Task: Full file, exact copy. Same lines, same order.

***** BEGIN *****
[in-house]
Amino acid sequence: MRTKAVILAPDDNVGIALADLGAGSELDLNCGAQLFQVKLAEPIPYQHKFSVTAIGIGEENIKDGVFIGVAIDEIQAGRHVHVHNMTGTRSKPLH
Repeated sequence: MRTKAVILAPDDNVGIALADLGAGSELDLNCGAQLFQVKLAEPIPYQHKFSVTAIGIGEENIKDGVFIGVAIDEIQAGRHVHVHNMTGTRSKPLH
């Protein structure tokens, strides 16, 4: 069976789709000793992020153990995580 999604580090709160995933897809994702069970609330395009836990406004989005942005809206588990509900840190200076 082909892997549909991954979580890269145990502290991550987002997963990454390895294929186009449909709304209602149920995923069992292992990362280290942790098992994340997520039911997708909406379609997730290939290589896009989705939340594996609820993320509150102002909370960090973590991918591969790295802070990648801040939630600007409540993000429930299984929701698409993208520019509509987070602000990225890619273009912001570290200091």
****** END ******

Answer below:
[in-house]
Amino acid sequence: MRTKAVILAPDDNVGIALADLGAGSELDLNCGAQLFQVKLAEPIPYQHKFSVTAIGIGEENIKDGVFIGVAIDEIQAGRHVHVHNMTGTRSKPLH
Repeated sequence: MRTKAVILAPDDNVGIALADLGAGSELDLNCGAQLFQVKLAEPIPYQHKFSVTAIGIGEENIKDGVFIGVAIDEIQAGRHVHVHNMTGTRSKPLH
């Protein structure tokens, strides 16, 4: 069976789709000793992020153990995580 999604580090709160995933897809994702069970609330395009836990406004989005942005809206588990509900840190200076 082909892997549909991954979580890269145990502290991550987002997963990454390895294929186009449909709304209602149920995923069992292992990362280290942790098992994340997520039911997708909406379609997730290939290589896009989705939340594996609820993320509150102002909370960090973590991918591969790295802070990648801040939630600007409540993000429930299984929701698409993208520019509509987070602000990225890619273009912001570290200091």